Fianna Fáil TD John McGuinness has branded recent work by Coillte in Jenkinstown Wood, near Kilkenny city, as an "act of vandalism".
However, the forestry manager for Jenkinstown says Coillte is committed to “improving rather than desecrating” it.
The chairman of the Public Accounts Committee, and a regular walker in the wood, Deputy McGuinness has joined growing local dissatisfaction at the felling of trees in the woodland.
“It is a job that was executed very poorly in my opinion, and if it was a private citizen who did it they would be brought up for an act of vandalism. If you look at pictures of it before and after Coillte went in, there is a very stark contrast,” said McGuinness.
Situated 10 kilometres north of Kilkenny city, the wood contains some trees from the 1870s.
A carpet of bluebells flowering each April is a special feature at Jenkinstown — as can be seen from the many photographs online.
Local photographer and former local councillor Noel Frawley walks in the wood five evenings a week, and was one of the first to raise concerns about the way Coillte went about their business.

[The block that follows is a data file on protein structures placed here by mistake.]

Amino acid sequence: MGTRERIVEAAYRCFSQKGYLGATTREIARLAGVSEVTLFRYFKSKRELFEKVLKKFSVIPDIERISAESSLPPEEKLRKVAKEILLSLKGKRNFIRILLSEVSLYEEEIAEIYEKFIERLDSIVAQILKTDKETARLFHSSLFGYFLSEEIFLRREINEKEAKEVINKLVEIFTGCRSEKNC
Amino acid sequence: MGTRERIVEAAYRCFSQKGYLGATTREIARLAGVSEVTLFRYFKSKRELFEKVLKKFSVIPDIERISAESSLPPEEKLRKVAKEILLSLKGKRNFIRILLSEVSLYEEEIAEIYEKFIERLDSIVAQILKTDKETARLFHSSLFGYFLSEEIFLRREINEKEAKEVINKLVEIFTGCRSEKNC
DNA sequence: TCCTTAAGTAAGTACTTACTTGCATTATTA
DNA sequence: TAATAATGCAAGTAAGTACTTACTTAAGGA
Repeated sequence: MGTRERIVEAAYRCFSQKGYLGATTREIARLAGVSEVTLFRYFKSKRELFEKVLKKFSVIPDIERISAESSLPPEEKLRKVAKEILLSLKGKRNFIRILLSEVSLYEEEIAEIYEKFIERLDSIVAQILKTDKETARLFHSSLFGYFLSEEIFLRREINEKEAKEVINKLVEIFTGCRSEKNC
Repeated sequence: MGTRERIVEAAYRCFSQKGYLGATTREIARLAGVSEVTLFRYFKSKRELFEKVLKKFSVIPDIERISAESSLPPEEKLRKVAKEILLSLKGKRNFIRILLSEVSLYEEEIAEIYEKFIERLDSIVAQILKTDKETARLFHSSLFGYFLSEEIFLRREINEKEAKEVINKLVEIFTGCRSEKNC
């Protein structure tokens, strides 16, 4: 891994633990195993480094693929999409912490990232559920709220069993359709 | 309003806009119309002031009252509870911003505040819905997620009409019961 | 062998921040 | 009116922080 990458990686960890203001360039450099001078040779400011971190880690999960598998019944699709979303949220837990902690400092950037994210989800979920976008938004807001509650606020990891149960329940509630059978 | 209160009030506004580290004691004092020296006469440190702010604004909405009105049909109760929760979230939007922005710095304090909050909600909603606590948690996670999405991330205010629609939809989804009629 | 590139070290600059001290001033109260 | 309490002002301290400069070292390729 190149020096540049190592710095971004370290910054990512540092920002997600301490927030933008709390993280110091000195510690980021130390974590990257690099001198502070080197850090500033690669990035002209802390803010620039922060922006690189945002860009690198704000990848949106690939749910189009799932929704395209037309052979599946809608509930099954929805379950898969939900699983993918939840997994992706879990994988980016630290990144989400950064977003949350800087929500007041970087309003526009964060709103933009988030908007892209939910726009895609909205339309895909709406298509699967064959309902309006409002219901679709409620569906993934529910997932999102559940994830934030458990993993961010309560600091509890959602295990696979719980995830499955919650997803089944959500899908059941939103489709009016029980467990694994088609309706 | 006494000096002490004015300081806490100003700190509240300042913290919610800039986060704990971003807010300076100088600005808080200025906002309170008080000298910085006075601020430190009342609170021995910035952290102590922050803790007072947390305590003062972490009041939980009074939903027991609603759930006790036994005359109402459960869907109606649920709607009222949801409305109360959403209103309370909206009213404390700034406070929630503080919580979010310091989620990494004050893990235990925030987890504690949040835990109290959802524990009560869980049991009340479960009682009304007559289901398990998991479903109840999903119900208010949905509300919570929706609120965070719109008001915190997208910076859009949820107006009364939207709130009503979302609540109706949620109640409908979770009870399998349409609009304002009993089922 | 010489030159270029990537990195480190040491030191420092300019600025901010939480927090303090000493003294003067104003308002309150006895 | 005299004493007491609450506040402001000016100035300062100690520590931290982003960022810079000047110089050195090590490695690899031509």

“There’s no disease at all, they just felled two parts of the forest and just left it there all rugged, with bits of trees and bits of bark sticking up everywhere out of the ground, which is very dangerous because it’s a family area, families go there every Saturday and Sunday”.
Coillte forestry manager for Jenkinstown, Michael Power, rejected claims of mismanagement, and defended the work as partly in keeping with their publicly consented biodiversity plan for the area, and partly in reaction to damage from Storm Darwin.
“On the 13th of February we closed Jenkinstown Park, as we did a lot of the amenity woods in the area, because they were dangerous. We went in with a machine and removed all the timber and all the blown trees and cut them down. Then when people got back in, they took the attitude that, ‘’God, look at all these trees gone, Coillte are actually selling Jenkinstown, they’re using the storm as an opportunity to do that’. Now, that’s not the case. We would never do that, and I as manager would never allow that. People have to accept that the storm we had in February was something that we haven’t seen in years.”
Mr Power said Coillte is committed to “improving rather than desecrating” Jenkinstown Wood. He also confirmed that the cleared area of the woodland will be replanted with native broadleaf trees this fall.
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